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Some business cards have very good sign-up bonuses to get more Big Travel with Small Money!
Emily and I love the sign-up bonuses we’ve gotten from our business cards, and we use business cards to keep our personal and business expenses separate.
If you already have lots of personal cards, business cards could make sense to earn extra miles and points.
Maybe you haven’t considered business credit cards because you don’t think you have a business. But many folks already qualify for a business card and don’t even know it! Read my post on 3 Ways You May Qualify for a Business Credit Card.
And here’s a post on how to fill out a business credit card application. But don’t lie on the application!
Business cards have less impact on your personal credit score because the business card credit line and spending are usually NOT reported to the personal credit bureaus, unless you don’t pay your bills.
In general, the only impact to your credit score is the initial credit inquiry, because most business cards do not report your balance to credit bureaus unless you miss payments and don’t pay. Before you apply for any cards, be sure to read the 5 dangers of applying for credit cards.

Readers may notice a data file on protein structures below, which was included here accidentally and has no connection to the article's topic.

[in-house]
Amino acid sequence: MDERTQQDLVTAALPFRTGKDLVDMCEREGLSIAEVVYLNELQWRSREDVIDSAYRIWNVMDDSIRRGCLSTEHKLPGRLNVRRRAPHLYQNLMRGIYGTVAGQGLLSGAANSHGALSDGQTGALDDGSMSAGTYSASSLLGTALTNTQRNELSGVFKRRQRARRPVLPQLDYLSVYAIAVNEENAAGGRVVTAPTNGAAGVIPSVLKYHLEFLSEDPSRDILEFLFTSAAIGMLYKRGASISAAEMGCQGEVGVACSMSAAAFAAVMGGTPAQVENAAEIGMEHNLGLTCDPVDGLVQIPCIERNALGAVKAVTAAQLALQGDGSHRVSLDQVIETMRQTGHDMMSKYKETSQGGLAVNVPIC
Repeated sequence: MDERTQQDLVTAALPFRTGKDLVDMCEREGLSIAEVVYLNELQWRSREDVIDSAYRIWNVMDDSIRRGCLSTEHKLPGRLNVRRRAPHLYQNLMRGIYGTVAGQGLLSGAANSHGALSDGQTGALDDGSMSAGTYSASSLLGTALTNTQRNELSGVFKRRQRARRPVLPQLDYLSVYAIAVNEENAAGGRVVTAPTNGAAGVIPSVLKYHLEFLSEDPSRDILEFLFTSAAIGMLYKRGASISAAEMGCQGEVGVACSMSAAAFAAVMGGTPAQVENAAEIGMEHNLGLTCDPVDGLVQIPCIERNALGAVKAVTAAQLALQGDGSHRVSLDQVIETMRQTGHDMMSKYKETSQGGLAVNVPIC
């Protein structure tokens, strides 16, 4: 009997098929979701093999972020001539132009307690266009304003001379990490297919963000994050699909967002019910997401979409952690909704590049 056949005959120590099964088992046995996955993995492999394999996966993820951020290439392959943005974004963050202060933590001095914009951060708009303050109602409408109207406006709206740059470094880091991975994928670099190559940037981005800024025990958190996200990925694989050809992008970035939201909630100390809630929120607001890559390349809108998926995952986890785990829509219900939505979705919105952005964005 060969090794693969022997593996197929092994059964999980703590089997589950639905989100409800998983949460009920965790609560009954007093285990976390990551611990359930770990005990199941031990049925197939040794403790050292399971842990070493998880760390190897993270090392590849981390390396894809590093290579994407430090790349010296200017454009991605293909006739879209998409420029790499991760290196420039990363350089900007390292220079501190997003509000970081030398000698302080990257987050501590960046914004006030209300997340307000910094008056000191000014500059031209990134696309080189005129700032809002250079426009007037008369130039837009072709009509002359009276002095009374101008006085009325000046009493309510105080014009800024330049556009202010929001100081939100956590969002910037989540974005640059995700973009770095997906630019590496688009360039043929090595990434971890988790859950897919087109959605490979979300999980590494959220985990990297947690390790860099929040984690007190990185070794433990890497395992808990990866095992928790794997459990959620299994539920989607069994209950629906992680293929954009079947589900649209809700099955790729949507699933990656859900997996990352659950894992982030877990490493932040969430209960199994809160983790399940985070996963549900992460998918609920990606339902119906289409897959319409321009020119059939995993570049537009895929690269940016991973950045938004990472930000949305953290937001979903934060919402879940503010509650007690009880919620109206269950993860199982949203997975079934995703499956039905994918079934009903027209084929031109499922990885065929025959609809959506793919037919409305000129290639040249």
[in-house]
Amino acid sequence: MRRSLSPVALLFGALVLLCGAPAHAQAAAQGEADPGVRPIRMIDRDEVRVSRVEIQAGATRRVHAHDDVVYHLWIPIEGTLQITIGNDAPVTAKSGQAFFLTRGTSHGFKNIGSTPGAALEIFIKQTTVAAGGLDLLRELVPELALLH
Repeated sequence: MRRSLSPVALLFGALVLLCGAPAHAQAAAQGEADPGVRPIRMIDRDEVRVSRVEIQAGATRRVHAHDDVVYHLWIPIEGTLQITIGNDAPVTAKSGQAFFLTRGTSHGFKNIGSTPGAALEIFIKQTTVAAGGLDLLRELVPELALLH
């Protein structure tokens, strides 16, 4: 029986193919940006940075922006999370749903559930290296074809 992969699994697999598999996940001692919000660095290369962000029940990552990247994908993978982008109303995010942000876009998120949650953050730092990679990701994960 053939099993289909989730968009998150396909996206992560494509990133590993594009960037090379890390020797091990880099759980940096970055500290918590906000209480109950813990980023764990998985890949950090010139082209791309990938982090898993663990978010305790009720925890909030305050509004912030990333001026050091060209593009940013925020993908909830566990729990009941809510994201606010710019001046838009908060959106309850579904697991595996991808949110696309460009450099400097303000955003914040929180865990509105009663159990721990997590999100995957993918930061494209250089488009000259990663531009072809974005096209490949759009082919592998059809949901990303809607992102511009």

5 Top Business Cards
Here are my 5 favorite business credit cards. Of course there are more than 5 business cards available, but I like these the best for their sign-up bonuses, points and miles earning, and overall perks. This post discusses only the best currently available bonuses.
1. Chase Ink Bold and Chase Ink Plus
Update: The Chase Ink Bold card is no longer available for new sign-ups.
Link: Chase Ink Plus
Link: Chase Ink Plus Review
Link: Chase Ink Bold
Link: Chase Ink Bold Review
The Chase Ink Bold and Chase Ink Plus business credit cards both have 50,000 Ultimate Rewards points sign-up bonuses. They
earn Chase Ultimate Reward points which can be transferred to airlines and hotels including:
- Southwest Airlines
- United Airlines
- British Airways
- Virgin Atlantic
- Korean Air
- Marriott Hotels
- IHG (formerly Priority Club) Hotels
- Hyatt Hotels
- Ritz-Carlton Hotels
- 50,000 points when you spend $5,000 within the 1st 3 months
- 5 points per $1 you spend at office supply stores like Staples, phone bills, internet, and cable TV up to $50,000 a year
- 2 points per $1 you spend at gas stations and hotel websites. Maximum $50,000 annually.
- No foreign transaction fees when you use it outside the US
- No annual fee for the 1st year, then $95